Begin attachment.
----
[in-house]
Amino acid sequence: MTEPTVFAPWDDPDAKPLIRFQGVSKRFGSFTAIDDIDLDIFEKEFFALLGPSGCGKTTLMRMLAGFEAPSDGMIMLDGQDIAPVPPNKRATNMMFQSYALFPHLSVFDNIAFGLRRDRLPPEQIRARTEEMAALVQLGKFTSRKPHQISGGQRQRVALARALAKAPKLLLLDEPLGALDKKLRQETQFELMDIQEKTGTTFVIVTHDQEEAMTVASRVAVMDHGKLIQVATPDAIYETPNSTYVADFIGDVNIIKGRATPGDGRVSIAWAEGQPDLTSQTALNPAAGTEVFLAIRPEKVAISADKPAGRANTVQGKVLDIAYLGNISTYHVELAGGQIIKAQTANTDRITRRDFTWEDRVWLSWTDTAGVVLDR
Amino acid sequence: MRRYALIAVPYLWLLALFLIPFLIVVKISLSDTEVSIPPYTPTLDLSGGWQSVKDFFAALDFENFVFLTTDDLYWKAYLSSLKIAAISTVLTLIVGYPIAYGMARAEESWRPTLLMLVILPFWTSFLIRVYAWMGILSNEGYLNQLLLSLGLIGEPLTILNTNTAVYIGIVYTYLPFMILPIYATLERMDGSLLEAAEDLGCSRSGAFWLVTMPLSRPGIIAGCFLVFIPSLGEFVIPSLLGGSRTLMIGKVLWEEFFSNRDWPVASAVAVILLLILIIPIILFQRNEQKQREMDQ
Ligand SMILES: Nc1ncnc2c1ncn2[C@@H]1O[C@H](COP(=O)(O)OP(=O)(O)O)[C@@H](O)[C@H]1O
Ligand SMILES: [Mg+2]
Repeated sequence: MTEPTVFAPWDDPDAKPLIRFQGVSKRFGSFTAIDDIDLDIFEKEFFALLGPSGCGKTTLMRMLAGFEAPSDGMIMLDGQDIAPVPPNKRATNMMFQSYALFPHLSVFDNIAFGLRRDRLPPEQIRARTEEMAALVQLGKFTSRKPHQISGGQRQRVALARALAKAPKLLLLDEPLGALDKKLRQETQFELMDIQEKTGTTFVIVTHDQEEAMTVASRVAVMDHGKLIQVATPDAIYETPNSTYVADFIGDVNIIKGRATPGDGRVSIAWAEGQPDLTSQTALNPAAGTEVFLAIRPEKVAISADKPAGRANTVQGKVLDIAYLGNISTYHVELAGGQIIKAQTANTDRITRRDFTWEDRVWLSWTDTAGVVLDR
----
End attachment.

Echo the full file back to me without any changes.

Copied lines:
[in-house]
Amino acid sequence: MTEPTVFAPWDDPDAKPLIRFQGVSKRFGSFTAIDDIDLDIFEKEFFALLGPSGCGKTTLMRMLAGFEAPSDGMIMLDGQDIAPVPPNKRATNMMFQSYALFPHLSVFDNIAFGLRRDRLPPEQIRARTEEMAALVQLGKFTSRKPHQISGGQRQRVALARALAKAPKLLLLDEPLGALDKKLRQETQFELMDIQEKTGTTFVIVTHDQEEAMTVASRVAVMDHGKLIQVATPDAIYETPNSTYVADFIGDVNIIKGRATPGDGRVSIAWAEGQPDLTSQTALNPAAGTEVFLAIRPEKVAISADKPAGRANTVQGKVLDIAYLGNISTYHVELAGGQIIKAQTANTDRITRRDFTWEDRVWLSWTDTAGVVLDR
Amino acid sequence: MRRYALIAVPYLWLLALFLIPFLIVVKISLSDTEVSIPPYTPTLDLSGGWQSVKDFFAALDFENFVFLTTDDLYWKAYLSSLKIAAISTVLTLIVGYPIAYGMARAEESWRPTLLMLVILPFWTSFLIRVYAWMGILSNEGYLNQLLLSLGLIGEPLTILNTNTAVYIGIVYTYLPFMILPIYATLERMDGSLLEAAEDLGCSRSGAFWLVTMPLSRPGIIAGCFLVFIPSLGEFVIPSLLGGSRTLMIGKVLWEEFFSNRDWPVASAVAVILLLILIIPIILFQRNEQKQREMDQ
Ligand SMILES: Nc1ncnc2c1ncn2[C@@H]1O[C@H](COP(=O)(O)OP(=O)(O)O)[C@@H](O)[C@H]1O
Ligand SMILES: [Mg+2]
Repeated sequence: MTEPTVFAPWDDPDAKPLIRFQGVSKRFGSFTAIDDIDLDIFEKEFFALLGPSGCGKTTLMRMLAGFEAPSDGMIMLDGQDIAPVPPNKRATNMMFQSYALFPHLSVFDNIAFGLRRDRLPPEQIRARTEEMAALVQLGKFTSRKPHQISGGQRQRVALARALAKAPKLLLLDEPLGALDKKLRQETQFELMDIQEKTGTTFVIVTHDQEEAMTVASRVAVMDHGKLIQVATPDAIYETPNSTYVADFIGDVNIIKGRATPGDGRVSIAWAEGQPDLTSQTALNPAAGTEVFLAIRPEKVAISADKPAGRANTVQGKVLDIAYLGNISTYHVELAGGQIIKAQTANTDRITRRDFTWEDRVWLSWTDTAGVVLDR